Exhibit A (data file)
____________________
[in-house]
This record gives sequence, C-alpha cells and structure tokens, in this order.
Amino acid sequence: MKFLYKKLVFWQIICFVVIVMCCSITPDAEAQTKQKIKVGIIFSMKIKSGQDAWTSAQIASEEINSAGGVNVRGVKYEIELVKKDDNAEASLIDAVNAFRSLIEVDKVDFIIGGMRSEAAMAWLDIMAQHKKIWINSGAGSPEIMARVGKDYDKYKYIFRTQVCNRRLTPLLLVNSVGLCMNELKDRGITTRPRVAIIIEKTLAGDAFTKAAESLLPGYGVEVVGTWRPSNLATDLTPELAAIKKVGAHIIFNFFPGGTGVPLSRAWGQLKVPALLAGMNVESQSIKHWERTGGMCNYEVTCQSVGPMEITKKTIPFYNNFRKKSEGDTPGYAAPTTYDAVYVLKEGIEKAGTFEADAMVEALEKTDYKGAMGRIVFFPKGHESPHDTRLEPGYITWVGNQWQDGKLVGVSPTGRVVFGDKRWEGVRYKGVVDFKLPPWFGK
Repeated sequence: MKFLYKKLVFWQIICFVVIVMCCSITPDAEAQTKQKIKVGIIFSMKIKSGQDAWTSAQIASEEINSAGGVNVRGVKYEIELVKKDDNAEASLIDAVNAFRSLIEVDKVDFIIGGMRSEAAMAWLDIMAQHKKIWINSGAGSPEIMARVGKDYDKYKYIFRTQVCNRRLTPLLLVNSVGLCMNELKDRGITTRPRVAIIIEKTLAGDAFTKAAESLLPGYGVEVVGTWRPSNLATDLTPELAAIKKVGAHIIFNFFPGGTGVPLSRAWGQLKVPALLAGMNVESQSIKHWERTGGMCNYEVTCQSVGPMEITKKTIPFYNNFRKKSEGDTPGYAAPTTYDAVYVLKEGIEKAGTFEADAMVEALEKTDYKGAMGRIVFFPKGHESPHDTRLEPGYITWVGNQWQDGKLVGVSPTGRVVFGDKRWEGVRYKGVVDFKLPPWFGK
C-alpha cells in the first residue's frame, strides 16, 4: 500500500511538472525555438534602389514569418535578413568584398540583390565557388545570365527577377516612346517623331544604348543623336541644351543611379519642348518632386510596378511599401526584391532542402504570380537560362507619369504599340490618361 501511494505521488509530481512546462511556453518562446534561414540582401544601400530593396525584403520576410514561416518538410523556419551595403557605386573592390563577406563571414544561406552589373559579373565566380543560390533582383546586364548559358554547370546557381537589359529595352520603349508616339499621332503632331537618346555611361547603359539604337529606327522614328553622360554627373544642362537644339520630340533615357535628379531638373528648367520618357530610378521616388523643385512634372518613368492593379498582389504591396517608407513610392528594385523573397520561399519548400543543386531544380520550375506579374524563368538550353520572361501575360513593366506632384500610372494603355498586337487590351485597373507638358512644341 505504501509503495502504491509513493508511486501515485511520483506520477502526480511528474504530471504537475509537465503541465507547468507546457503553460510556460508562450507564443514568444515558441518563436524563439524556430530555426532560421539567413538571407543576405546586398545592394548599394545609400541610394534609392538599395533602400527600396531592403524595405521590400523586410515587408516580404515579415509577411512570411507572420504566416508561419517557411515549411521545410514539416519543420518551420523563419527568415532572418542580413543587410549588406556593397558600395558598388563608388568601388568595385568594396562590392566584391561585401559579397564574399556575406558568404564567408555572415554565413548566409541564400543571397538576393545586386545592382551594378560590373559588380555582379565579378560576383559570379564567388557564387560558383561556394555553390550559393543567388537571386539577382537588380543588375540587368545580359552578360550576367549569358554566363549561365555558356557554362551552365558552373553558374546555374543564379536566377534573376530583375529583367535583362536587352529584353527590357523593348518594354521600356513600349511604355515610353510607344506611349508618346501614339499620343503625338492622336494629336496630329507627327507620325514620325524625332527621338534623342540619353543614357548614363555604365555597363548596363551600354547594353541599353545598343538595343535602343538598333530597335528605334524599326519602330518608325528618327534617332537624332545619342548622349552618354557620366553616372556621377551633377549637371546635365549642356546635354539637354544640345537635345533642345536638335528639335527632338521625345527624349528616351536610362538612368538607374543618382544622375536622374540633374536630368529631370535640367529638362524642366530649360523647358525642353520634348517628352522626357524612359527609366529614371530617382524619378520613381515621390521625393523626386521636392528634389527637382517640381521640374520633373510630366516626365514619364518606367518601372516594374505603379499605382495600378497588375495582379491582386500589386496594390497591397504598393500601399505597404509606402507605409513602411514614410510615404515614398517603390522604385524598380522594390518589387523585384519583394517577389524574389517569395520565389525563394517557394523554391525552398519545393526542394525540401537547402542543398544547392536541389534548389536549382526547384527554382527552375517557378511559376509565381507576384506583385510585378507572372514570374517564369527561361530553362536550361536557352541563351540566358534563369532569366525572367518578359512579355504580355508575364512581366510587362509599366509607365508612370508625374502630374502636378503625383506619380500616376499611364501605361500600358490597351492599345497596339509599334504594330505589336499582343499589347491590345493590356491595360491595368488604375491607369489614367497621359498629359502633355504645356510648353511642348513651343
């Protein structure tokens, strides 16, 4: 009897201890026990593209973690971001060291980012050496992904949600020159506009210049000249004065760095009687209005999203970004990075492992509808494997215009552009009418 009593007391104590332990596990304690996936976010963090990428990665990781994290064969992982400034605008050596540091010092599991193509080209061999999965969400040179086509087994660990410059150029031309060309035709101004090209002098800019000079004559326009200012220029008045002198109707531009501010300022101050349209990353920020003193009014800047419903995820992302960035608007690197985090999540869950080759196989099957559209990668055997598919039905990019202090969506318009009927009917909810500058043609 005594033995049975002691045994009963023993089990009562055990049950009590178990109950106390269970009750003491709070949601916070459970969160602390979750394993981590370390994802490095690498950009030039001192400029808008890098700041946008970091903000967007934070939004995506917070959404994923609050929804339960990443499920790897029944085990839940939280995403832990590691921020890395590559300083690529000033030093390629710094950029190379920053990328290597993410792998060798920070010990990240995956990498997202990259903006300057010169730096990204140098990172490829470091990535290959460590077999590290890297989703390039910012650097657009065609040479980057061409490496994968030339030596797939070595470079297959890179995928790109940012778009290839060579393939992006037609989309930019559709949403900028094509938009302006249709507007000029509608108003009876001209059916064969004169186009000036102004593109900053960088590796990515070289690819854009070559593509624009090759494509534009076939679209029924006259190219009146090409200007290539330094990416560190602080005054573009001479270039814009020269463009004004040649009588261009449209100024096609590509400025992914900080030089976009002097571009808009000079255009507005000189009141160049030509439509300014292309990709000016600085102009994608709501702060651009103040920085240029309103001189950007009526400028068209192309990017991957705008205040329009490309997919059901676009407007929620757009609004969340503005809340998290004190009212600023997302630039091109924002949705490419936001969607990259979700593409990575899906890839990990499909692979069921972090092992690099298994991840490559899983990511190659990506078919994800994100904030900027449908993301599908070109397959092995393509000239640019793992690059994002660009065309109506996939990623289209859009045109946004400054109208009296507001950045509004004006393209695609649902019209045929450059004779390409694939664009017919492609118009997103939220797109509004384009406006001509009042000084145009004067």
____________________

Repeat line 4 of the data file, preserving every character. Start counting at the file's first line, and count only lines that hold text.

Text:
Repeated sequence: MKFLYKKLVFWQIICFVVIVMCCSITPDAEAQTKQKIKVGIIFSMKIKSGQDAWTSAQIASEEINSAGGVNVRGVKYEIELVKKDDNAEASLIDAVNAFRSLIEVDKVDFIIGGMRSEAAMAWLDIMAQHKKIWINSGAGSPEIMARVGKDYDKYKYIFRTQVCNRRLTPLLLVNSVGLCMNELKDRGITTRPRVAIIIEKTLAGDAFTKAAESLLPGYGVEVVGTWRPSNLATDLTPELAAIKKVGAHIIFNFFPGGTGVPLSRAWGQLKVPALLAGMNVESQSIKHWERTGGMCNYEVTCQSVGPMEITKKTIPFYNNFRKKSEGDTPGYAAPTTYDAVYVLKEGIEKAGTFEADAMVEALEKTDYKGAMGRIVFFPKGHESPHDTRLEPGYITWVGNQWQDGKLVGVSPTGRVVFGDKRWEGVRYKGVVDFKLPPWFGK